Auburn University has Automated External Defibrillators (AED) on campus.
Every 90 seconds another US citizen collapses suddenly from a disorganized heart rhythm. Such an occurrence is termed Sudden Cardiac Arrest and can be caused by a multitude of conditions. Sadly, due to lack of training and available equipment, the survival rate for these victims is 8 to 9 percent. Amazingly, however, the chances of survival for a friend or loved one in cardiac arrest can be as high as 75 to 80 percent with the right response and the right tools.
There are three items that, when applied in a timely manner, can produce a positive outcome from a sudden death episode. As an Auburn University student or employee you should know that you most likely already have two out of the three items with you, and due to the work of the AU Emergency Management Department, the third shouldn't be far away.
If you witness someone suddenly collapse, find them to be unresponsive and not breathing or only gasping, here are the 3 items you need to save them:
1. Your Phone
Call 9-1-1. Calling 9-1-1 immediately ensures that help is on the way. Police and rescue personnel have training in treating cardiac arrest, so activate the Emergency Response System early. The new American Heart Association guidelines also suggest that after calling 9-1-1, you put the device on speaker-mode so you can perform other life-saving actions while communicating with emergency personnel.
2. Your Hands
Immediate bystander Cardio-Pulmonary Resuscitation (CPR) prolongs the person's viability by artificially restoring blood-flow to the vital organs. Persons who have received CPR training should provide compressions and breaths according to their training. Those who have not received training are encouraged to perform chest-compressions only, or "Hands-Only CPR."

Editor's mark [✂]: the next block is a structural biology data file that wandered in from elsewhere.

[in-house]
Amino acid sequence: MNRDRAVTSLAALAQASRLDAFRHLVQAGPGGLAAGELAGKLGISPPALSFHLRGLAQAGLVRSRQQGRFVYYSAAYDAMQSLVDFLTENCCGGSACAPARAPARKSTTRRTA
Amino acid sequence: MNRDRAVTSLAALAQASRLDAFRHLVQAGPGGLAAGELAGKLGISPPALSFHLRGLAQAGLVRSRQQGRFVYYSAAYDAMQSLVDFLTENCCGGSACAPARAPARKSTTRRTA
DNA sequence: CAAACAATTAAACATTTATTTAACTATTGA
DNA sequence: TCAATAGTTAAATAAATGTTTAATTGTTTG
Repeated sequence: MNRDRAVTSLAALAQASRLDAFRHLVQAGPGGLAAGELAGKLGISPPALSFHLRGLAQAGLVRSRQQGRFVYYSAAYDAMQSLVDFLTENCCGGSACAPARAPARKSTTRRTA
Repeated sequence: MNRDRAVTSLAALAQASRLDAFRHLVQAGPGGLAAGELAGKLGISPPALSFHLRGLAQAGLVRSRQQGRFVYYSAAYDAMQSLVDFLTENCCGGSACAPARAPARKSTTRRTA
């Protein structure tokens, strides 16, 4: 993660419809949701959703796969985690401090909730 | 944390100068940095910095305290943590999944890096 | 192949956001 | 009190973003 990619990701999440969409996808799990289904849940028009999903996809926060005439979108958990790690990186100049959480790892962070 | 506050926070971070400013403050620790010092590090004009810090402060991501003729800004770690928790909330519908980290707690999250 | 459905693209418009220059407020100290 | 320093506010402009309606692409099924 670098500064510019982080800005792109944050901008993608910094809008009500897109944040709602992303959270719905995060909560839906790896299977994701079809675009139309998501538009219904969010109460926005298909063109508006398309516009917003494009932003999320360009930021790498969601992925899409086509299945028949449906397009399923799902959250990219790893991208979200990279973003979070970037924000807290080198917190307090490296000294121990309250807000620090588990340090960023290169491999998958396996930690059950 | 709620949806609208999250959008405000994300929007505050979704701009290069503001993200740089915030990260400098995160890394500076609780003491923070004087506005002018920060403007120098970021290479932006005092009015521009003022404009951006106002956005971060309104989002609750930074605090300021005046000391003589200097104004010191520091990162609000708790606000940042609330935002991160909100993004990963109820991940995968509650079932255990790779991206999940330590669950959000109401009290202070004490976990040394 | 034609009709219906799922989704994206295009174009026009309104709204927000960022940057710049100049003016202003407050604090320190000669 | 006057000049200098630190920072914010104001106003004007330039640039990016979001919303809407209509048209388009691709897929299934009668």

3. An Automated External Defibrillator (AED)
In a witnessed cardiac arrest event, the greatest chance of survival for the victim is within the first four minutes after collapse. During this period, if an AED is used to deliver a shock to the victim, the chances of the heart re-starting is around 75 to 80 percent. AEDs are designed so that anyone, regardless of training, can use them to save a life. Because seconds matter, time is of the essence so it is important to understand the basic steps to use an AED.
Auburn University is fortunate to have an Emergency Management Department that is proactive about it's Public Access Defibrillator (PAD) Program. You can even visit their site to view a map with locations of placed AED units, typically located highly populated buildings.
Act With Confidence - Act Quickly
Combined in a timely manner, your phone, hands and an AED can be used to save a life when you witness a Sudden Cardiac Arrest event. Some things you can do to increase your confidence are to
Here's hoping you never need to use this advice, but hope is not a strategy. Plan ahead to respond appropriately when seconds matter and life is on the line.
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